The vast 2020 Democratic presidential field has a lot of diversity. It includes three African-Americans (if you include Miramar, Florida, mayor Wayne Hassam, as you probably should), three Asian-Americans, six women, a Hindu, a Jew, and an openly gay married man.
But there’s only one representative of the country’s, and the Democratic Party’s, fastest-growing demographic group, Latinos. That would be former San Antonio mayor and HUD secretary Julián Castro.
Castro has an impressive résumé for a 44-year-old pol. But it’s easy to underestimate him as a presidential candidate. Some progressives don’t trust him because of his alleged coziness with Wall Street at HUD (which he tartly denied in an interview with my colleague Gabriel Debenedetti). He hasn’t raised a lot of money ($1.1 million in the first quarter of 2019, compared with $9.4 million for fellow Texan Beto O’Rourke). He’s nowhere in the polls so far (he’s currently ninth in the polling averages at RealClearPolitics, at 1.3 percent). And although he’s the second credible Latino candidate for president (after Bill Richardson in 2008), and is the grandchild of immigrants from Mexico, he’s not really fluent in Spanish.
Still, he has a position on the crucial immigration issue that should appeal to fellow Latinos, and actually represents a lot of second- or third-generation Latino-Americans who are shaky in Spanish. And if he can demonstrate some political viability very early in the nomination process, he has an enormous potential for a breakthrough soon thereafter, as Perry Bacon Jr. explains:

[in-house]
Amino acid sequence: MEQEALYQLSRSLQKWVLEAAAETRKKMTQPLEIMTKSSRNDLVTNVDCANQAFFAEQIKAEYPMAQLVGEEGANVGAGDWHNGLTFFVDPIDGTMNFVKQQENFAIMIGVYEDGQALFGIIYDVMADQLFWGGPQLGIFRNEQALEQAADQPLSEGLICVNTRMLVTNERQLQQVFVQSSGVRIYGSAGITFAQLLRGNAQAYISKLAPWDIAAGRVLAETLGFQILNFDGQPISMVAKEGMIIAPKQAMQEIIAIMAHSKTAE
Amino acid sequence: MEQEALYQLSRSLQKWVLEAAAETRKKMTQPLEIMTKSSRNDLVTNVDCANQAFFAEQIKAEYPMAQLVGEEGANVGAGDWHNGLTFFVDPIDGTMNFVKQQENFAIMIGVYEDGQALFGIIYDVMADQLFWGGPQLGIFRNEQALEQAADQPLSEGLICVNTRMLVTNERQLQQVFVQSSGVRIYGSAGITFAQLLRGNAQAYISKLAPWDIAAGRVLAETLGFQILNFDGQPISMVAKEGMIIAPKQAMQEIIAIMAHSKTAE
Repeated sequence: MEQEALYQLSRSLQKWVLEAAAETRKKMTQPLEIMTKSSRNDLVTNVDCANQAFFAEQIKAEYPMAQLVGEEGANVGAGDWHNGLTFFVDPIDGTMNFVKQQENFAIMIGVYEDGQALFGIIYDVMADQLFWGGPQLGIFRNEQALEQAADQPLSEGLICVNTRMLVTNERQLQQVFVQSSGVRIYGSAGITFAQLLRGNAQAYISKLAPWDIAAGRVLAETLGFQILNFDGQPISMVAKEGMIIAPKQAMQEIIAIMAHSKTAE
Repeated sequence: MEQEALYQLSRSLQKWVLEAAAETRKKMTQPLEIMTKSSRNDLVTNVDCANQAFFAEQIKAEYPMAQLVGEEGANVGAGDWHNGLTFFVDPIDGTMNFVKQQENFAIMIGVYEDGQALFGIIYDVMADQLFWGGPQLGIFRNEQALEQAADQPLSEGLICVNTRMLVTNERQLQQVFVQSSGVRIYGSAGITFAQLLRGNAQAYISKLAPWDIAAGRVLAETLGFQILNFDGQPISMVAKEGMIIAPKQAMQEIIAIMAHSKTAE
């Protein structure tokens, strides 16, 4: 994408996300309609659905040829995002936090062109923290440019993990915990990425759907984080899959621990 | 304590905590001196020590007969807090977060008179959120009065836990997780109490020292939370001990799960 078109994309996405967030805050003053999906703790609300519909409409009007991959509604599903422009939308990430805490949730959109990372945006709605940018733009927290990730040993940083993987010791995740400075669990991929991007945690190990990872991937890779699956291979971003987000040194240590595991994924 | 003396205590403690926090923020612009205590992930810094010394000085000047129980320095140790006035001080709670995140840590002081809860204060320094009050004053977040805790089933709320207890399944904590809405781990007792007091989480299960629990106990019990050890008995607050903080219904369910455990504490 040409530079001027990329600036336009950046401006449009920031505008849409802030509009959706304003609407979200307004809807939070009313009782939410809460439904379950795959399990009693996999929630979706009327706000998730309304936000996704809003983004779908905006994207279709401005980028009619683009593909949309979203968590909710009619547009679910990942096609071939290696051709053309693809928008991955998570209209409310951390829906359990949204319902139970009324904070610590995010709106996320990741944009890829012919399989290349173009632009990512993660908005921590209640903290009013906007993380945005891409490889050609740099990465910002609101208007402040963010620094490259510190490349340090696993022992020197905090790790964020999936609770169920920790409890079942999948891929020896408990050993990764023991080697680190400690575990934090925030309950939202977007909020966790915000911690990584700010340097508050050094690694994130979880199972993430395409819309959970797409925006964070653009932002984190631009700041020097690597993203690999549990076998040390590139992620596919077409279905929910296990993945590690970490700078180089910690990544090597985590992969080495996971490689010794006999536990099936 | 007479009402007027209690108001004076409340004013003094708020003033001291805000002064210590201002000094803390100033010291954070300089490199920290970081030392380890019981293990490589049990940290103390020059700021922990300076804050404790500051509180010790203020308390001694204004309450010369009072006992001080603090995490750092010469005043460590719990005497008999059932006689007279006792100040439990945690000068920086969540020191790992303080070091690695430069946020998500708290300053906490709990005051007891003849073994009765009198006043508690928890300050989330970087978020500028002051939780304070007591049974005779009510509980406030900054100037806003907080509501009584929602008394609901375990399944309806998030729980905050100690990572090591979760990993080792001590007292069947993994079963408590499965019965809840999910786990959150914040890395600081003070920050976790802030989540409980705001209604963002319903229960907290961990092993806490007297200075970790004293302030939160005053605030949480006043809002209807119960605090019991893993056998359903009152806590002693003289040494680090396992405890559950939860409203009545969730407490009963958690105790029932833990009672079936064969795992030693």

For Castro … the ideal scenario is that he is a viable candidate when the primaries start in February, so he can galvanize Latinos behind him in three key states in particular: California, Nevada and Texas. Nevada (where about 20 percent of Democratic primary voters are likely to be Latino) is currently scheduled to be the third state to vote. California and Texas, the two states with the largest Latino populations, hold their primaries along with several other states on Super Tuesday, on March 3, but both states allow early voting, so lots of voters in both states will cast ballots in February.
So he’s in a bit of a trap: He can’t mobilize Latino voters behind him unless he demonstrates viability, and he won’t look viable without strong Latino support. He has plenty of time to make a strong impression in debates and retail campaigning. And like those Democratic rivals who are boasting of their electability as ambassadors to Trump voters in the Heartland, Castro has his own electability argument, as Bacon notes:
When I asked Castro how he would present himself as “electable” to Democratic voters, he named six states that he felt he could flip: Michigan, Pennsylvania and Wisconsin, which Clinton barely lost in 2016, along with Arizona, Florida and Texas. Castro didn’t outright say this, but the implication was obvious: Arizona, Florida and Texas are the three states with the largest Latino electorates that did not vote for Democrats in 2016.
It’s not entirely clear how Julián Castro makes himself the Barack Obama of Latino Democrats, but until he fails, it would be foolish to count him out.
This post has been corrected to show that Castro is the grandchild of immigrants, not the child of immigrants as incorrectly stated originally.